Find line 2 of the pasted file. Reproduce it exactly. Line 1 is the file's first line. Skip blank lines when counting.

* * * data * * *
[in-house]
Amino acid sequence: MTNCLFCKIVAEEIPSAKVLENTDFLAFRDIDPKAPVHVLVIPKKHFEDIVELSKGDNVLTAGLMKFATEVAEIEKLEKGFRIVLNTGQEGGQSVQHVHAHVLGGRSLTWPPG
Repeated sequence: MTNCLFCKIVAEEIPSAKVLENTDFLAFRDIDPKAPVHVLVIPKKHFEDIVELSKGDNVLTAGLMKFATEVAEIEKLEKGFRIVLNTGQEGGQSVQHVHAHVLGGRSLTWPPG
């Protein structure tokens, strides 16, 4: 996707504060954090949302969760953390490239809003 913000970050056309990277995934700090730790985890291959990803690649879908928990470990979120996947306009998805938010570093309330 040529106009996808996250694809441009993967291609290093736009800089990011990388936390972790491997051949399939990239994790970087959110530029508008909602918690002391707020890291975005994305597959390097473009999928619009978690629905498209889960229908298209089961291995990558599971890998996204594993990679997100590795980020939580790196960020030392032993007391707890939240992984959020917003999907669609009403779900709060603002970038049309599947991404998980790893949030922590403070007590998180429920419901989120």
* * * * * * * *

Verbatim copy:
Amino acid sequence: MTNCLFCKIVAEEIPSAKVLENTDFLAFRDIDPKAPVHVLVIPKKHFEDIVELSKGDNVLTAGLMKFATEVAEIEKLEKGFRIVLNTGQEGGQSVQHVHAHVLGGRSLTWPPG